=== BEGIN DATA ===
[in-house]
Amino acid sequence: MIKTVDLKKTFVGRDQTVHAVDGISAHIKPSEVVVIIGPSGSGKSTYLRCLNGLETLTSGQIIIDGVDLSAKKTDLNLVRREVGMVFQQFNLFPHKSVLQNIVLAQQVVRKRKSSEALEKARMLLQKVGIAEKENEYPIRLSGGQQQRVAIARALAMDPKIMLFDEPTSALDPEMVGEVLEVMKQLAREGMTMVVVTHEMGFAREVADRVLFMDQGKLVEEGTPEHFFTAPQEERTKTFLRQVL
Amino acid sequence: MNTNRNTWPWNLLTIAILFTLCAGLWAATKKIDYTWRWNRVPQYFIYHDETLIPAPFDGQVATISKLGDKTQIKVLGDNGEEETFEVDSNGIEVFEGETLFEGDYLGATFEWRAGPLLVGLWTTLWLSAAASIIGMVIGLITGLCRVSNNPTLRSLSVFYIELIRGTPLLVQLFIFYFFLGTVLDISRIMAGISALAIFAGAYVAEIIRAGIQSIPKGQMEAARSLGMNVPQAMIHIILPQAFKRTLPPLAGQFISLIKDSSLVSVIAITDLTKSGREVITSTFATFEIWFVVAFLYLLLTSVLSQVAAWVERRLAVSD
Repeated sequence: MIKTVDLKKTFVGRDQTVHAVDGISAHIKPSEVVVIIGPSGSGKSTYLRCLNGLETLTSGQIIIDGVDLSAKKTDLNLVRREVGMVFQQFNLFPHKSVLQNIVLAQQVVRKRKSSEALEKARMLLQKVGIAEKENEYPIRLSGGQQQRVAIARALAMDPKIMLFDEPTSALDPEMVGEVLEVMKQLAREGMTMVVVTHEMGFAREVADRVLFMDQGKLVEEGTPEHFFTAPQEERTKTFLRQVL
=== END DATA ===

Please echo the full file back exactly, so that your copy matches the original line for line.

[in-house]
Amino acid sequence: MIKTVDLKKTFVGRDQTVHAVDGISAHIKPSEVVVIIGPSGSGKSTYLRCLNGLETLTSGQIIIDGVDLSAKKTDLNLVRREVGMVFQQFNLFPHKSVLQNIVLAQQVVRKRKSSEALEKARMLLQKVGIAEKENEYPIRLSGGQQQRVAIARALAMDPKIMLFDEPTSALDPEMVGEVLEVMKQLAREGMTMVVVTHEMGFAREVADRVLFMDQGKLVEEGTPEHFFTAPQEERTKTFLRQVL
Amino acid sequence: MNTNRNTWPWNLLTIAILFTLCAGLWAATKKIDYTWRWNRVPQYFIYHDETLIPAPFDGQVATISKLGDKTQIKVLGDNGEEETFEVDSNGIEVFEGETLFEGDYLGATFEWRAGPLLVGLWTTLWLSAAASIIGMVIGLITGLCRVSNNPTLRSLSVFYIELIRGTPLLVQLFIFYFFLGTVLDISRIMAGISALAIFAGAYVAEIIRAGIQSIPKGQMEAARSLGMNVPQAMIHIILPQAFKRTLPPLAGQFISLIKDSSLVSVIAITDLTKSGREVITSTFATFEIWFVVAFLYLLLTSVLSQVAAWVERRLAVSD
Repeated sequence: MIKTVDLKKTFVGRDQTVHAVDGISAHIKPSEVVVIIGPSGSGKSTYLRCLNGLETLTSGQIIIDGVDLSAKKTDLNLVRREVGMVFQQFNLFPHKSVLQNIVLAQQVVRKRKSSEALEKARMLLQKVGIAEKENEYPIRLSGGQQQRVAIARALAMDPKIMLFDEPTSALDPEMVGEVLEVMKQLAREGMTMVVVTHEMGFAREVADRVLFMDQGKLVEEGTPEHFFTAPQEERTKTFLRQVL